Also, the tax exemption in the hands of the employees under Income Tax Act, would have been restricted to Rs. 10 Lakhs under the earlier provisions.

Amendment
3. The erstwhile upper ceiling limit on gratuity amount was Rs. 10 Lakh. The provisions for Central Government employees under Central Civil Services (Pension) Rules, 1972 with regard to gratuity are also similar. Before implementation of 7th Central Pay Commission recommendations, the ceiling under CCS (Pension) Rules, 1972 was Rs. 10 Lakh. However, with implementation of 7th Central Pay Commission recommendations, in case of Government servants, the ceiling limit has been raised to Rs. 20 Lakhs.

The amendment allows the government to increase the gratuity ceiling limit from time to time without amending to the law. Considering the inflation and wage increase even in case of employees engaged in private sector, the Government decided that the entitlement to gratuity should also be revised in respect of employees who are covered under the Payment of Gratuity Act, 1972. Accordingly, the Government has increased the maximum limit of gratuity to such amount as may be notified by the Central Government from time to time. The Government has issued the notification specifying the maximum limit of Gratuity to Rs. 20 Lakh.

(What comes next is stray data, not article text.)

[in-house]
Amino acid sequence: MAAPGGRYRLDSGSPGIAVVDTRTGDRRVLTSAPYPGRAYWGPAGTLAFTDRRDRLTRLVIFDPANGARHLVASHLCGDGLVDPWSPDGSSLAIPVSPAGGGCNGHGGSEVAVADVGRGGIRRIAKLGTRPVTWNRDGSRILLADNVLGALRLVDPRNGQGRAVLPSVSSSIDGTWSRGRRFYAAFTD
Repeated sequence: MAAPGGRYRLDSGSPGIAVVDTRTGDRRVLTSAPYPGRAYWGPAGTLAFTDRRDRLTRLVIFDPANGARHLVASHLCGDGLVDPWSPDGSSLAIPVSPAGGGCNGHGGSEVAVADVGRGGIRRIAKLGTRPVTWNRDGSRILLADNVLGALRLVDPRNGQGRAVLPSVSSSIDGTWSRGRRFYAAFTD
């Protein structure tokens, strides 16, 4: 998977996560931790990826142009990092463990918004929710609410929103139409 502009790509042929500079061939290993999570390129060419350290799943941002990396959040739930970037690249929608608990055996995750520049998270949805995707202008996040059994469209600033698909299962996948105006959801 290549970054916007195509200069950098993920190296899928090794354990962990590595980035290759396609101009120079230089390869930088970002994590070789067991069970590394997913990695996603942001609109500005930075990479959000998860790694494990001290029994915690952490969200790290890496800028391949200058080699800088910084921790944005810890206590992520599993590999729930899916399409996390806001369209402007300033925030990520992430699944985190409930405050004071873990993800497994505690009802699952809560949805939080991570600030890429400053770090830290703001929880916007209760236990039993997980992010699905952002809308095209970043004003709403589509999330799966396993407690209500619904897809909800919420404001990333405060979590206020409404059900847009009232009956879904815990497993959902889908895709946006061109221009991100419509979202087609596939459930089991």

In addition, the amendment has revised the provisions relating to calculation of continuous service for the purpose of gratuity in case of female employees who are on maternity leave from 'twelve weeks' to 'such period as may be notified by the Central Government from time to time'. This period has also been notified as twenty six weeks.

The amendment would increase the limit of gratuity benefits that employees would get and also increase the tax-exempt gratuity amount in the hands of the employees. This will immediately benefit mostly those who are in high salary bracket.

How will companies be impacted by an increase in gratuity limit?
4. Companies need to carefully examine the impact of the change, as well as the financial impact on the financial statements of FY 2017-2018.

The companies (those who followed the erstwhile limit of Rs. 10 Lakhs) will be affected by the increase. The impact of the amendment will be recognised in the financial statements for the current financial year; i.e., FY 2017-18. The amendment would cause an increase in the employee gratuity benefit obligations, classified as defined benefit plans. The increase in gratuity limit will affect the benefits already accrued, since the time of an employees' joining date.

Under both Ind AS 19 Employee Benefits and AS 15 Employee Benefits, past service cost is the change in the present value of the defined benefit obligation resulting from a planned amendment or curtailment. Therefore, the amended increased limit would qualify as a past service cost.

The increase in liability will be needed to be recognised through a corresponding charge to profit and loss account. The timing of the charge in profit and loss will be different for Ind AS 19 and AS 15.

Impact under Ind AS 19